This Cantastoria (picture storytelling with song) uses a handmade quilt to trace the history of the Prison Industrial Complex from slavery to mass incarceration and the killing of Black and Brown people by police in the U.S. The project is a collaboration with self-taught quilter Sylvia Hernandez and community-based organization El Puente. The piece was first performed at El Puente’s annual ¡WEPA! Festival for Southside Performing Arts, and a second time with youth artists of El Puente’s For The Movement Theatre Collective (FTM), both in the Southside of Williamsburg (Los Sures), Brooklyn. Cantastoria text by @canocangejo, quilt design by @arkitectita and quilt made by @quiltgirl61 for @agitarte_cultural_works.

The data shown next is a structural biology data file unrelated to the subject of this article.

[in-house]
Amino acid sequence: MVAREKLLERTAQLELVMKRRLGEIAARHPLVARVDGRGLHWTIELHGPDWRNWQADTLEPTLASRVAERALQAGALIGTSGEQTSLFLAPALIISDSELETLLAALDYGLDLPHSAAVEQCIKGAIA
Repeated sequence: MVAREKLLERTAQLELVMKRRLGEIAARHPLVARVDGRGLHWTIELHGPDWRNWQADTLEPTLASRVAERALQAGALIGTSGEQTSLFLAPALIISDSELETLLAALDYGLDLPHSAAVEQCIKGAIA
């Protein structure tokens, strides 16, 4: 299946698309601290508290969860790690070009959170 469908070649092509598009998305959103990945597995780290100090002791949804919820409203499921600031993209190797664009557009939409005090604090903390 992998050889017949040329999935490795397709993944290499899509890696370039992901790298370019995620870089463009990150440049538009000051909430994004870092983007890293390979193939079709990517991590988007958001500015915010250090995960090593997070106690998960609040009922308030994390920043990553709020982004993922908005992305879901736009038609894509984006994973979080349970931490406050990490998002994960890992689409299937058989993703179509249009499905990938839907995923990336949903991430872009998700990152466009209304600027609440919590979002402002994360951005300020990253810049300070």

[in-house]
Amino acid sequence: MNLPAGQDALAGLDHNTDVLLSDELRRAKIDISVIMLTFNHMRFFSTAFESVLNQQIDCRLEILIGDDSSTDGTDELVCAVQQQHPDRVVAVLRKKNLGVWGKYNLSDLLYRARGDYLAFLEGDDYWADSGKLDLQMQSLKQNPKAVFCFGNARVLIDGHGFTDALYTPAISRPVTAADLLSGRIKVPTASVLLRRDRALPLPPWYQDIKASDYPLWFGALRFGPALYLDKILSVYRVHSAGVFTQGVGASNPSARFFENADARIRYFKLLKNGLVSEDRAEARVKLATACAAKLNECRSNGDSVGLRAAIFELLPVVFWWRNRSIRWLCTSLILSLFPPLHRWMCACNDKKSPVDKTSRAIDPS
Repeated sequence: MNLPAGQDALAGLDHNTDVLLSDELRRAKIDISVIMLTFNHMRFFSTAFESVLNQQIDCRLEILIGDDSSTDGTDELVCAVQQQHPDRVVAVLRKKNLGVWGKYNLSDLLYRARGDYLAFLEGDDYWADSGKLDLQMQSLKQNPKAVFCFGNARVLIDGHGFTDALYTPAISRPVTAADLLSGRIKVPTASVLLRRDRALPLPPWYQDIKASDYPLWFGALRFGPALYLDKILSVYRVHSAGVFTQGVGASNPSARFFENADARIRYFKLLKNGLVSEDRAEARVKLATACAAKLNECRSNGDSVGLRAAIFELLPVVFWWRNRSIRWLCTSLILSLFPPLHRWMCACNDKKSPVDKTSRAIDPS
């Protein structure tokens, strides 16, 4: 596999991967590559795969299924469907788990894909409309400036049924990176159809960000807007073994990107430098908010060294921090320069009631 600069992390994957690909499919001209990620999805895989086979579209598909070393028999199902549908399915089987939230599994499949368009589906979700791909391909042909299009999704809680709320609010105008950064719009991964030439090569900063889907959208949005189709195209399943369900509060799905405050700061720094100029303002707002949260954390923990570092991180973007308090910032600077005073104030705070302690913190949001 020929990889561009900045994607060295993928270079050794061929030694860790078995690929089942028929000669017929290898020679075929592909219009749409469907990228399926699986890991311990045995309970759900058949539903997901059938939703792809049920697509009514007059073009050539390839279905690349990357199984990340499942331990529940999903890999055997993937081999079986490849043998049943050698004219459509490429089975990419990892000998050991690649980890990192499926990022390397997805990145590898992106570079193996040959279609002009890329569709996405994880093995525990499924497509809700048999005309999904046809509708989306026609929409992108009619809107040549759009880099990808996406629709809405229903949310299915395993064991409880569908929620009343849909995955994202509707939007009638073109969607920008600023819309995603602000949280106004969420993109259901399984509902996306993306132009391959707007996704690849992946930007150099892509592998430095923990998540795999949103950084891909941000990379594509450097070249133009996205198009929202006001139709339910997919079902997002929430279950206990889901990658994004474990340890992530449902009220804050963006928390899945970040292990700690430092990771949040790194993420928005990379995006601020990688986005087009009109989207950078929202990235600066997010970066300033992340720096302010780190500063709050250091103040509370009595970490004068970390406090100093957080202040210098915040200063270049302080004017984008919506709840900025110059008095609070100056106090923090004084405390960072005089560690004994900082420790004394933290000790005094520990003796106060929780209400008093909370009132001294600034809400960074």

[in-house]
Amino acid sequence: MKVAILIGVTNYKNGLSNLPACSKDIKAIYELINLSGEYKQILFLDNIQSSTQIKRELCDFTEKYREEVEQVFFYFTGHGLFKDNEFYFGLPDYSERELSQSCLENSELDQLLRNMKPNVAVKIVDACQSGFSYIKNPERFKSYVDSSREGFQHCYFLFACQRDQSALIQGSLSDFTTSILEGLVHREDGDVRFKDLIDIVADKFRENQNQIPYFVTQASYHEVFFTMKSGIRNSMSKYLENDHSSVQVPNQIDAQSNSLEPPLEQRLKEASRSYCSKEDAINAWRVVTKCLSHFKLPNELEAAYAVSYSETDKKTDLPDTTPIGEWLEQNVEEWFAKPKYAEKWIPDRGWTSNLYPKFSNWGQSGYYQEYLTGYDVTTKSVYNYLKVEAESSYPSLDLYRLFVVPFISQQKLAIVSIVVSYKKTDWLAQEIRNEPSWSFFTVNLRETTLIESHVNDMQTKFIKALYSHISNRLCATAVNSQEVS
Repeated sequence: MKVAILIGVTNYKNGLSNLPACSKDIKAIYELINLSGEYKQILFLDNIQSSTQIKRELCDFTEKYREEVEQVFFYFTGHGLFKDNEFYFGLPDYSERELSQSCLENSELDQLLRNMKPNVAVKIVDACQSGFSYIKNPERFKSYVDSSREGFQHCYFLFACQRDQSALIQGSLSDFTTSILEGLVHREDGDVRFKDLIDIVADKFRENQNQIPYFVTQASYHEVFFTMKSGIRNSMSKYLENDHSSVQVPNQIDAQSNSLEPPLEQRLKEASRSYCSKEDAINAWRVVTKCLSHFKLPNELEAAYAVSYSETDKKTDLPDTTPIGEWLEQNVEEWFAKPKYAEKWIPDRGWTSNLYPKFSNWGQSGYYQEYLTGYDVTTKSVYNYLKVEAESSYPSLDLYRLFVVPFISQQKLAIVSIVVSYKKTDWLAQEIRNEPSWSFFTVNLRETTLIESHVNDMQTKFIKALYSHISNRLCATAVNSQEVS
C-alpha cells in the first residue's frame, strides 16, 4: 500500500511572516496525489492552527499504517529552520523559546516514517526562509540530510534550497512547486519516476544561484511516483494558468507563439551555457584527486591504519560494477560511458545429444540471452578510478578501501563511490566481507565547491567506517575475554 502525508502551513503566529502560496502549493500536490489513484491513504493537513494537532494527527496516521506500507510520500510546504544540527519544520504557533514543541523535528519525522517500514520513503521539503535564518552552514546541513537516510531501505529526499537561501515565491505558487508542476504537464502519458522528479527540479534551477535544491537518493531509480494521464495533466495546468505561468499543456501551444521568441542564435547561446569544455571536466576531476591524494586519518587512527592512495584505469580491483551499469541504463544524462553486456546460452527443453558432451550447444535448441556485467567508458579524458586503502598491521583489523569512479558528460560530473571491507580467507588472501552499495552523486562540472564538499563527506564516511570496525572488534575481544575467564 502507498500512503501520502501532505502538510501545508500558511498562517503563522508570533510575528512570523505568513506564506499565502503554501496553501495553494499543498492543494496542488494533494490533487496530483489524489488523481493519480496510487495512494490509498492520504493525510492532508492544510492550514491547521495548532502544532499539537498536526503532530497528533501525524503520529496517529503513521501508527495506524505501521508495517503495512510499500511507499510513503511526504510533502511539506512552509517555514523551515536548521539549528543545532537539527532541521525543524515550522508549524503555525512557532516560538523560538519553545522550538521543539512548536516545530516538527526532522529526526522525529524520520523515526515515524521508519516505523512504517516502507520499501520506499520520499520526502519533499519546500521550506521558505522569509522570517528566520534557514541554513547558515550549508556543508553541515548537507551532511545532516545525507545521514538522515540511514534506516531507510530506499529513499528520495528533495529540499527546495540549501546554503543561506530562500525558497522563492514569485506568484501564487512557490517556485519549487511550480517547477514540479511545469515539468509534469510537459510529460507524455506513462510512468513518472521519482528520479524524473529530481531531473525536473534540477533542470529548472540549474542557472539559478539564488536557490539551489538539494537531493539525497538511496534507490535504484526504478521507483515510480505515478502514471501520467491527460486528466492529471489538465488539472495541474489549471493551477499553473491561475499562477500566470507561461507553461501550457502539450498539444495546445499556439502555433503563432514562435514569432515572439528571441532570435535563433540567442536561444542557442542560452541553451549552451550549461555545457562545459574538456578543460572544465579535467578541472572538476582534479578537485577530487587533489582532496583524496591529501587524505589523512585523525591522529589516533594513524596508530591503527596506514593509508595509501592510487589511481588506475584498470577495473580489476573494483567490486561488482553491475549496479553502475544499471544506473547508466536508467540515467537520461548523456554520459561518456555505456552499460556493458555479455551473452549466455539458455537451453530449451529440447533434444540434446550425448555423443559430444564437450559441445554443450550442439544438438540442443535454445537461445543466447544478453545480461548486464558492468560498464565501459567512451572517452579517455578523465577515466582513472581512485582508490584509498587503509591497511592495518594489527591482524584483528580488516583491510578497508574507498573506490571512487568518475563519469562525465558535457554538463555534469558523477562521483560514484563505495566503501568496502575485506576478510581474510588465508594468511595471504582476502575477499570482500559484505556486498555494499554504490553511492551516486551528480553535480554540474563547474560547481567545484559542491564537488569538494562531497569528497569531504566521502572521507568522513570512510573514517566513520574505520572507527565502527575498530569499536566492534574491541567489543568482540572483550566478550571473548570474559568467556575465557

A colorful, detailed montage of various images: On the left a Black woman with a colorful wrap in her hair holds a baby; a hand reaches from a jail cell window; a “Caution” sign with silhouettes of a fleeing family; a freight train with boxcars; and ICE police arrest a person. In the center we see the back of a handcuffed Black man dressed in an orange jumpsuit with a red and white target on his back. A crowd of protestors hold “BLACK LIVES MATTER”, “END WHITE SUPREMACY” placards. Images of barbed wire and prisons, a helicopter flying over a fenced-off Senate building, and a carceral school setting populate the right side of the image. Below, the text reads: “If all Lives Matter ‘Cause We’re All Equal, Why Are Some Lives More Equal Than Others?”